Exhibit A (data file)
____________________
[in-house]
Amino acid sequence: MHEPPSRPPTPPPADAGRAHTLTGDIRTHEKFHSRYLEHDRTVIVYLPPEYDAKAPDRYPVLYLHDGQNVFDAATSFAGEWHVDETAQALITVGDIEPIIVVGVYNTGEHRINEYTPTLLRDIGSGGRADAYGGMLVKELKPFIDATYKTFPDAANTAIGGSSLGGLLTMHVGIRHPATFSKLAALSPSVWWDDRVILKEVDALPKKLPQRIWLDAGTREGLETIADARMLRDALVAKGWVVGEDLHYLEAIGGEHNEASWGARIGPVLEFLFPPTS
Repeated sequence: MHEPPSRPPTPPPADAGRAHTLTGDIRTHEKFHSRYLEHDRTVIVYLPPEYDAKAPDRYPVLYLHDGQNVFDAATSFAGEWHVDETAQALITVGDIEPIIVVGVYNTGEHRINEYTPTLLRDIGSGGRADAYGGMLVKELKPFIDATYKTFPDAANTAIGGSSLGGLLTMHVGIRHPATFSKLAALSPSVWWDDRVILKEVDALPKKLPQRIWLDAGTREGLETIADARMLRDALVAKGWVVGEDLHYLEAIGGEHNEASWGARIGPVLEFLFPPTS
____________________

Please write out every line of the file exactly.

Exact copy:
[in-house]
Amino acid sequence: MHEPPSRPPTPPPADAGRAHTLTGDIRTHEKFHSRYLEHDRTVIVYLPPEYDAKAPDRYPVLYLHDGQNVFDAATSFAGEWHVDETAQALITVGDIEPIIVVGVYNTGEHRINEYTPTLLRDIGSGGRADAYGGMLVKELKPFIDATYKTFPDAANTAIGGSSLGGLLTMHVGIRHPATFSKLAALSPSVWWDDRVILKEVDALPKKLPQRIWLDAGTREGLETIADARMLRDALVAKGWVVGEDLHYLEAIGGEHNEASWGARIGPVLEFLFPPTS
Repeated sequence: MHEPPSRPPTPPPADAGRAHTLTGDIRTHEKFHSRYLEHDRTVIVYLPPEYDAKAPDRYPVLYLHDGQNVFDAATSFAGEWHVDETAQALITVGDIEPIIVVGVYNTGEHRINEYTPTLLRDIGSGGRADAYGGMLVKELKPFIDATYKTFPDAANTAIGGSSLGGLLTMHVGIRHPATFSKLAALSPSVWWDDRVILKEVDALPKKLPQRIWLDAGTREGLETIADARMLRDALVAKGWVVGEDLHYLEAIGGEHNEASWGARIGPVLEFLFPPTS